Whenever customers at Maketto order “that pretty drink everybody takes a picture of,” manager Sitha Ngan knows what they mean: the bright-green matcha latte that he says is the cafe’s most Instagrammed beverage.

“I see people instantly take a picture of it,” he says. “And then most of them are converted to matcha after they take a sip.”

Zen Buddhists might tell you that matcha is a powdered green tea whisked with hot water that they’ve been drinking for nearly a thousand years. But blended with steamed milk in creamy latte form, matcha is becoming a more popular option for D.C.’s health-conscious caffeine addicts. It’s so rich in muscle-building amino acids, antioxidants, fiber and smooth, sustained caffeine (about as much as in a cup of green tea) that Manelle Martino, co-founder of Capital Teas, calls it the “all-natural Prozac.”

“Matcha is overall just a wonderful tea, right?” she says. “It’s a mood enhancer, it gives you energy … and it tastes really good.”

Cafe and spice shop Souk in Capitol Hill has been serving matcha — in baked goods as well as lattes — since it opened last year. Winnette McIntosh Ambrose, owner of Souk and its sister shop, The Sweet Lobby, gets her matcha from the same California company (she’s keeping it a secret) that has supplied her personal matcha fix for years, ever since she got hooked on the superfood while working in Japan as a researcher.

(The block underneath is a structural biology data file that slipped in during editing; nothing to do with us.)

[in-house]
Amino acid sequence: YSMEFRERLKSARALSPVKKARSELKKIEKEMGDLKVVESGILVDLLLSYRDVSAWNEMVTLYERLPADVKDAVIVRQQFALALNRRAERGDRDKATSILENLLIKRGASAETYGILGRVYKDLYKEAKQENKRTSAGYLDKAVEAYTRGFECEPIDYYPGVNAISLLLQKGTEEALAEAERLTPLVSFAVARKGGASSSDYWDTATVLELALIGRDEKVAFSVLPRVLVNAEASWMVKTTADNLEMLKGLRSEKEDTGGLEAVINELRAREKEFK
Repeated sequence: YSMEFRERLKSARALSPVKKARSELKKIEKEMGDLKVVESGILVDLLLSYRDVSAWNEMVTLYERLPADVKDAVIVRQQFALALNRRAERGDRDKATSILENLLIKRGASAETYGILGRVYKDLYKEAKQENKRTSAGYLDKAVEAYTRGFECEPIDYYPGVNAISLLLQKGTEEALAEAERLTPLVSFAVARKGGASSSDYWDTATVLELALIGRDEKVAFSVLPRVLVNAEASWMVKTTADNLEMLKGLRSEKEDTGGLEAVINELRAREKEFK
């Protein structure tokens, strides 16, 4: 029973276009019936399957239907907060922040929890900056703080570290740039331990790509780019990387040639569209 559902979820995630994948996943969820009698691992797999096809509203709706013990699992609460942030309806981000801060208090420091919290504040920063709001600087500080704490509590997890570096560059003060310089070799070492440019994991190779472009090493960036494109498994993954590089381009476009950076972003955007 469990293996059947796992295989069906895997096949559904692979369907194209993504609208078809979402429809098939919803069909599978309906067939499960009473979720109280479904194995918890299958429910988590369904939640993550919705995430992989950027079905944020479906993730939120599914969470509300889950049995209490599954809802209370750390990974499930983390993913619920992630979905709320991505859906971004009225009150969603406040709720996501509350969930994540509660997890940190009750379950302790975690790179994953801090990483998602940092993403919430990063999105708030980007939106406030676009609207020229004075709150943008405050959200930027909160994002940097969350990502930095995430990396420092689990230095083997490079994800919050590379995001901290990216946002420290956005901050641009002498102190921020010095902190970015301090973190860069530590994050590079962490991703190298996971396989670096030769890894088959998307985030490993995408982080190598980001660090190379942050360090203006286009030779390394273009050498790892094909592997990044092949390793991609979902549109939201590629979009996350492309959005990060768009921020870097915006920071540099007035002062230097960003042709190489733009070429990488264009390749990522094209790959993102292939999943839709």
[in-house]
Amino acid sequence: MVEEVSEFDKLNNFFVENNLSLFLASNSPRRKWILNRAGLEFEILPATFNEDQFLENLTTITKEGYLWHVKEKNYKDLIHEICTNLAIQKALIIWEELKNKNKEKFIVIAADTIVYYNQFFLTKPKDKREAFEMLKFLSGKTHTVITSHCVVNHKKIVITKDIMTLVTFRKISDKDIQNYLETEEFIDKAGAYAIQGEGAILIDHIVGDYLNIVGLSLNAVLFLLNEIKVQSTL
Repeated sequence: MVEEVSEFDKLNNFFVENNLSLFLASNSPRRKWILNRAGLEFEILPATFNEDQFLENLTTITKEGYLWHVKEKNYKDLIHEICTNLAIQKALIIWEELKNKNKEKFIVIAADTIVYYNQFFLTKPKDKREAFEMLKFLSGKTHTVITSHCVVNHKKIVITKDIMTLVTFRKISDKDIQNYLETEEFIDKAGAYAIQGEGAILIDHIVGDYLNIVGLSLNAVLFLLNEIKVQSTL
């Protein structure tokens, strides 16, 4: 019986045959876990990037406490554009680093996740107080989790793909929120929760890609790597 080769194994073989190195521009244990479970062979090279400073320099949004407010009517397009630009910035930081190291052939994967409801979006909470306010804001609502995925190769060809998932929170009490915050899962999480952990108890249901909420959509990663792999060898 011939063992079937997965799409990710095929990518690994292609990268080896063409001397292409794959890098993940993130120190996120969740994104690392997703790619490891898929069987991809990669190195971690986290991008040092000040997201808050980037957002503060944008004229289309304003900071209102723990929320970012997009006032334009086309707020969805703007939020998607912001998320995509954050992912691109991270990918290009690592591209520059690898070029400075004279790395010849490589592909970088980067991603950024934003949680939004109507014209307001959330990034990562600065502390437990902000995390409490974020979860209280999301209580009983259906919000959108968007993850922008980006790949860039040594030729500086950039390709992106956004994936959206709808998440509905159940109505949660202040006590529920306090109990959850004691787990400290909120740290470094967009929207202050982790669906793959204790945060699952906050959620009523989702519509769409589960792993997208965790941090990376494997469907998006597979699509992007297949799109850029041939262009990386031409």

“It’s more floral, less harsh and astringent” than coffee, she says. “The boost that you get from matcha is a bit more sustained than the jitteriness you get from coffee. It’s more of a slow release.”

Most matcha lattes start the same way: with a bit of hot water poured over about a teaspoon and a half of matcha powder, then whisked together to create a green foam on top. Then the barista pours over steamed milk, just like a regular latte.

Souk keeps its matchas pretty traditional, which means letting the tea’s subtle earthiness stand without any sweetener. Other D.C. spots are experimenting: At The Royal in Shaw, for instance, matcha lattes get sweetened with a touch of simple syrup, or even lavender syrup, if you ask for it. Ngan likes his Maketto matcha with a bit of sweetened condensed milk, which makes the drink even creamier.

At A Baked Joint in Mount Vernon Triangle, baristas recommend taking it with soy milk, which brings out the natural sweetness of the matcha powder. (Sister shop Baked & Wired will start serving matcha lattes that way within the next couple of weeks.)

No matter how you take your matcha, D.C.’s experts agree that the jade green color is just begging for some latte art. The matcha latte has to be ready for its Instagram close-up, after all.

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